Women Writers and Author Societies: Proposed Roundtable at ALA (May 21-24, 2015)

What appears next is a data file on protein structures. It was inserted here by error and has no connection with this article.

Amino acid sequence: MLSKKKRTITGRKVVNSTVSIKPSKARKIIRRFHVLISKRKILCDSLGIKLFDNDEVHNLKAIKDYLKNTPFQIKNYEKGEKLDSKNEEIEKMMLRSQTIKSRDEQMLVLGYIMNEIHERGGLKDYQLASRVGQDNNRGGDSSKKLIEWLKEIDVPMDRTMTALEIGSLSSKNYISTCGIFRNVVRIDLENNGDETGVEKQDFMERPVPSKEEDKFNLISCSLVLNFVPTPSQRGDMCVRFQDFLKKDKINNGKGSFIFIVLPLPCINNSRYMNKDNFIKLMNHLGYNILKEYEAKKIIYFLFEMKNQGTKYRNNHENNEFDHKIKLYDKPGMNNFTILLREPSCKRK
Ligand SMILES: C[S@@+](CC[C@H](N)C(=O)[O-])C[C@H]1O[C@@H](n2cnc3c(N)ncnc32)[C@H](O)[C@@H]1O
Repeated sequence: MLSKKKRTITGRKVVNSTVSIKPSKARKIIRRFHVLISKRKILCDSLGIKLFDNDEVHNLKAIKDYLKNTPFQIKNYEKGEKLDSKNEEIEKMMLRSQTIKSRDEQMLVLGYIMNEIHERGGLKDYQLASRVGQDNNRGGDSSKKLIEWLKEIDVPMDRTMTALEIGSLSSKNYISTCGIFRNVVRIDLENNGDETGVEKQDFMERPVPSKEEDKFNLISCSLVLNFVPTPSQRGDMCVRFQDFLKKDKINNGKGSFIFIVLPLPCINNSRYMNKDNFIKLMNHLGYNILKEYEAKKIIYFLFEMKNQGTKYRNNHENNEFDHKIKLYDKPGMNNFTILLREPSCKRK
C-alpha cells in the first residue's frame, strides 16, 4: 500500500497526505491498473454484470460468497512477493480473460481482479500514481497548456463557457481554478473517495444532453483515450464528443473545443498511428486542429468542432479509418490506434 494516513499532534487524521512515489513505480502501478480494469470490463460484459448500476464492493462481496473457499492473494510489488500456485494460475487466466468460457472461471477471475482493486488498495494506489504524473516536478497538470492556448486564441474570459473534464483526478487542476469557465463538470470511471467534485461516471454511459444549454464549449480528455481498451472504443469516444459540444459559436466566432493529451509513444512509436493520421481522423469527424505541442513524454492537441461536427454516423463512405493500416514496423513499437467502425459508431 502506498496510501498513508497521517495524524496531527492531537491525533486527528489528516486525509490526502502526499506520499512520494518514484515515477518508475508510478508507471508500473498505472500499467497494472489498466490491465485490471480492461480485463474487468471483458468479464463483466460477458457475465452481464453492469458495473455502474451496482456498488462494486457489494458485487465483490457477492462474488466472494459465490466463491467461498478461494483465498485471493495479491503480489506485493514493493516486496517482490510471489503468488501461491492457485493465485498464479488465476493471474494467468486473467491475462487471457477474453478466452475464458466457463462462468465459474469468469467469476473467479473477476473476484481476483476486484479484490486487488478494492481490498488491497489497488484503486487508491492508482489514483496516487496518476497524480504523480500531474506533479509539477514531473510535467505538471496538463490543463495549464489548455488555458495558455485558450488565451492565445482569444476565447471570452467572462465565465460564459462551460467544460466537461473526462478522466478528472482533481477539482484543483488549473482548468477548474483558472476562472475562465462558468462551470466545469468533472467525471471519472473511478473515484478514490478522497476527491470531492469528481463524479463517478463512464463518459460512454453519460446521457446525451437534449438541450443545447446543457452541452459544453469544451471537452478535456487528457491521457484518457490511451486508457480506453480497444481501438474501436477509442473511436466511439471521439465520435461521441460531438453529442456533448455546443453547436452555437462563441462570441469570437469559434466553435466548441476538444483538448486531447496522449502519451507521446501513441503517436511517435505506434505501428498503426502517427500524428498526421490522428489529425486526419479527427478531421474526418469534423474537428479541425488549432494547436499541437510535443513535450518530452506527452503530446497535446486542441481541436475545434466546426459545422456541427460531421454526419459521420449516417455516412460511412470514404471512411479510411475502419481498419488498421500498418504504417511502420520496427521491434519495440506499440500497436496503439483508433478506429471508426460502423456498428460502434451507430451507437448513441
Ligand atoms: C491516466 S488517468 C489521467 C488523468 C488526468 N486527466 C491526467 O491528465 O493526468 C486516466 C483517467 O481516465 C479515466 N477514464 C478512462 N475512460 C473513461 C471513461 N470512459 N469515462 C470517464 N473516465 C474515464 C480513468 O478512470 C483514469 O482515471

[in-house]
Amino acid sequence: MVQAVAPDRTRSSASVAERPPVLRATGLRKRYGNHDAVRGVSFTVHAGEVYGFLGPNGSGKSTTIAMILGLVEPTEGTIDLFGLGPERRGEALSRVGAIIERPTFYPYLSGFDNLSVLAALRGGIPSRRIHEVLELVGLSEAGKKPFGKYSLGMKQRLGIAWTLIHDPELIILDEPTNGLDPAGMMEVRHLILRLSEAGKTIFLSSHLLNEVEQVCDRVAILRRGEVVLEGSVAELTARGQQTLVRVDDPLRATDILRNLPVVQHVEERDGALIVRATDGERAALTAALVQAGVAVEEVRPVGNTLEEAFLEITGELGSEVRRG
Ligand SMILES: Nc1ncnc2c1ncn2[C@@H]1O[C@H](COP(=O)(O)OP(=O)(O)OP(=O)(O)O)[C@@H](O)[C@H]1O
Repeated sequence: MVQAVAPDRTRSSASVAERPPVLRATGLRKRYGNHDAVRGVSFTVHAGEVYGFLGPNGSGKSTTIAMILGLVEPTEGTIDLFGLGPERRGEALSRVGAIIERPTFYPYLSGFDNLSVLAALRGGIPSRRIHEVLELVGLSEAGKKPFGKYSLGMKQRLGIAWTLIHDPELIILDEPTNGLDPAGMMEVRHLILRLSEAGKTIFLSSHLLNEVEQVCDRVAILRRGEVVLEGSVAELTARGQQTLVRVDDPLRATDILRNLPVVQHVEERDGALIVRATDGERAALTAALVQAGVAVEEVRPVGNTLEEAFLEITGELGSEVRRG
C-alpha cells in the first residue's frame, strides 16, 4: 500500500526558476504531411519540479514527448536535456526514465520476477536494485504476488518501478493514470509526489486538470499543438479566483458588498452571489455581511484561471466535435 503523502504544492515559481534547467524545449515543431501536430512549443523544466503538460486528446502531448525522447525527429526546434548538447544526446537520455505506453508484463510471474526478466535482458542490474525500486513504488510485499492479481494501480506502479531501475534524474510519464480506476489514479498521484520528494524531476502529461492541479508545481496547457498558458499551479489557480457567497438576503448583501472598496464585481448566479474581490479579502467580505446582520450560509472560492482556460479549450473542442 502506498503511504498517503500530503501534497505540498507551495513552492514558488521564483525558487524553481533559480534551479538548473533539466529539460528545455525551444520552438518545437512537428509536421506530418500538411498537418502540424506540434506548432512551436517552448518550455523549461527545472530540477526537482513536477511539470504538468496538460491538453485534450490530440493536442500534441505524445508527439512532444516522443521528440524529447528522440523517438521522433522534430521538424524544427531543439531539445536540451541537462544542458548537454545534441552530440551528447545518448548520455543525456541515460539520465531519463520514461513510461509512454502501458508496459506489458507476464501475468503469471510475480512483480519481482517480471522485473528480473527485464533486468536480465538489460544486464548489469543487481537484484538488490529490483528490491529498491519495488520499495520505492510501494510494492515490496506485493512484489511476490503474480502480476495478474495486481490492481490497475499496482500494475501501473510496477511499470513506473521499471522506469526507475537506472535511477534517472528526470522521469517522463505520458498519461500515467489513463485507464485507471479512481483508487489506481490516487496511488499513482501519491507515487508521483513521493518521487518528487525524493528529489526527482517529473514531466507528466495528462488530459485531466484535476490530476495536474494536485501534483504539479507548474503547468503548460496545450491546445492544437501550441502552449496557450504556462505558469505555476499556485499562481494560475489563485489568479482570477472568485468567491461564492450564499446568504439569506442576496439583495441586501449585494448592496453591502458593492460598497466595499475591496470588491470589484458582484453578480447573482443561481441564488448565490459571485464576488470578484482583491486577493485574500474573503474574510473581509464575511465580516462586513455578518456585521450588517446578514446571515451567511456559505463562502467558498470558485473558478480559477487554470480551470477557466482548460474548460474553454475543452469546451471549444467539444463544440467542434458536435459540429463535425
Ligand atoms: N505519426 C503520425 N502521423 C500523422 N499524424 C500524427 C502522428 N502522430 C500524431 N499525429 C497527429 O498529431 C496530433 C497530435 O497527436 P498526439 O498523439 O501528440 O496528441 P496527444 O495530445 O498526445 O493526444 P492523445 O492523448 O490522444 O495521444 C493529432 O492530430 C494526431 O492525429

This roundtable proposes to examine the impact of author societies on the field of nineteenth-century American women’s writing. While a number of prominent women writers now have author societies devoted to them (Alcott, Chopin, Davis, Dickinson, Fuller, Gilman, Hopkins, Sedgwick, Stowe, Wharton, Woolson, and most recently, Child), other notable women writers do not. Given that the American Literature Association conference is organized through author societies, it offers a fit venue to consider the politics of these organizations and their role in advancing scholarship on women writers. What factors determine whether an author gets a society? Who (or what) gets left out, and why, and with what consequences? In what ways do author societies advance scholarship? Are there ways societies may actually impede progress in the field? What implications do author societies have for ongoing recovery efforts? Proposals focusing on examples of authors who do or do not have societies devoted to them and perspectives from individuals who have been involved in the founding of societies are welcome, as are other approaches. Please send a 250-word abstract and a 50-word bio to email@example.com by January 23, 2015. The American Literature Association’s 26th Annual Conference conference will be held May 21-24 2015 at the Copley Westin in Boston, MA. For further information about the conference, please consult the ALA website at www.americanliterature.org.